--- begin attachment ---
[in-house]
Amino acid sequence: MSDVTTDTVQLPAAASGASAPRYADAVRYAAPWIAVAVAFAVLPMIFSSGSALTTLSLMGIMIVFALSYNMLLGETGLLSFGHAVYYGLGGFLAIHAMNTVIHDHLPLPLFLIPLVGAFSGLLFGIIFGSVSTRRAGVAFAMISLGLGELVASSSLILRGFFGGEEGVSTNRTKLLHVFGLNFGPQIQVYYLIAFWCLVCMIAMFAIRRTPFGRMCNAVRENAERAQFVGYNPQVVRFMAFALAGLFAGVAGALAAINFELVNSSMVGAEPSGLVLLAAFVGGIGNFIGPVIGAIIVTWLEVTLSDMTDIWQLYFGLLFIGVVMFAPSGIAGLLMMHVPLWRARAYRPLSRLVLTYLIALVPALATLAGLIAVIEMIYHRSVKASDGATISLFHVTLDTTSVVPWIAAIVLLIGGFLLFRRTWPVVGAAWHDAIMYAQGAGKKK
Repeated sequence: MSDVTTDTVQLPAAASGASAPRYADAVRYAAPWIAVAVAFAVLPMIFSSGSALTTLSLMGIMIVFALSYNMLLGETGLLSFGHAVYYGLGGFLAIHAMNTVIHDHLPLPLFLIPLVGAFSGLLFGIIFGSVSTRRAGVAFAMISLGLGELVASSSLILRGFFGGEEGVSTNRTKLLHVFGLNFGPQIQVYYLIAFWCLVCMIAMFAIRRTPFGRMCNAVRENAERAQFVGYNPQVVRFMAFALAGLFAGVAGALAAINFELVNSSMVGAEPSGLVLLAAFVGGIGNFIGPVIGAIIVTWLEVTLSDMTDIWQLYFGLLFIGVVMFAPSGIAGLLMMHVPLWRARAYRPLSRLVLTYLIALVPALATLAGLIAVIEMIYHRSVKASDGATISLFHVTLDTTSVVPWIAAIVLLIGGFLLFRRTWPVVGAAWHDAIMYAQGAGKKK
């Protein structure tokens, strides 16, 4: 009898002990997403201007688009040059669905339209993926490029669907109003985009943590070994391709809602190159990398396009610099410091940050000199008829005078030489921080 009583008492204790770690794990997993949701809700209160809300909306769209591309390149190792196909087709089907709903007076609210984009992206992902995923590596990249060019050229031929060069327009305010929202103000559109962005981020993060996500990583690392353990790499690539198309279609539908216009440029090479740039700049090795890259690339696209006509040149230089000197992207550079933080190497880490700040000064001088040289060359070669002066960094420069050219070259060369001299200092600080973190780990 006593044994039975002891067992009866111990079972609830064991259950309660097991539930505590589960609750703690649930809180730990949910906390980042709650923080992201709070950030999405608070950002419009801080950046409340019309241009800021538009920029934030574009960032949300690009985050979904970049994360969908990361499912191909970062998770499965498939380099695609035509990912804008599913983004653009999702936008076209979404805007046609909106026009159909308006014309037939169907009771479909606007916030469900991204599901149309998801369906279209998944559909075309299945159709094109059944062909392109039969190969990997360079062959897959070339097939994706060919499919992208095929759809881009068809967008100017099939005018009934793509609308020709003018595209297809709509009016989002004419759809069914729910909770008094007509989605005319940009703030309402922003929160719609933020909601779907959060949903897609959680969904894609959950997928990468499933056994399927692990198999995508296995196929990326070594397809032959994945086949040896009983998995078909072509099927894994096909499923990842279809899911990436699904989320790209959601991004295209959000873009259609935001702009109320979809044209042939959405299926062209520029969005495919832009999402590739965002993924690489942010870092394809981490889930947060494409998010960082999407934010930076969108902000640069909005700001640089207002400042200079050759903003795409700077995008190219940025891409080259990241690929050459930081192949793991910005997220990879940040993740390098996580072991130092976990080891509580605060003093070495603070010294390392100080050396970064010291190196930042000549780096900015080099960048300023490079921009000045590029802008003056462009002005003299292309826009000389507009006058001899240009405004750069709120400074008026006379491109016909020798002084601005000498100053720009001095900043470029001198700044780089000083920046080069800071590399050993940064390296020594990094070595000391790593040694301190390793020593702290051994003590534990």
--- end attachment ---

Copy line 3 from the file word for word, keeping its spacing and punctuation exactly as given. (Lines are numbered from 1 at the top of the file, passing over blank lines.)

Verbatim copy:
Repeated sequence: MSDVTTDTVQLPAAASGASAPRYADAVRYAAPWIAVAVAFAVLPMIFSSGSALTTLSLMGIMIVFALSYNMLLGETGLLSFGHAVYYGLGGFLAIHAMNTVIHDHLPLPLFLIPLVGAFSGLLFGIIFGSVSTRRAGVAFAMISLGLGELVASSSLILRGFFGGEEGVSTNRTKLLHVFGLNFGPQIQVYYLIAFWCLVCMIAMFAIRRTPFGRMCNAVRENAERAQFVGYNPQVVRFMAFALAGLFAGVAGALAAINFELVNSSMVGAEPSGLVLLAAFVGGIGNFIGPVIGAIIVTWLEVTLSDMTDIWQLYFGLLFIGVVMFAPSGIAGLLMMHVPLWRARAYRPLSRLVLTYLIALVPALATLAGLIAVIEMIYHRSVKASDGATISLFHVTLDTTSVVPWIAAIVLLIGGFLLFRRTWPVVGAAWHDAIMYAQGAGKKK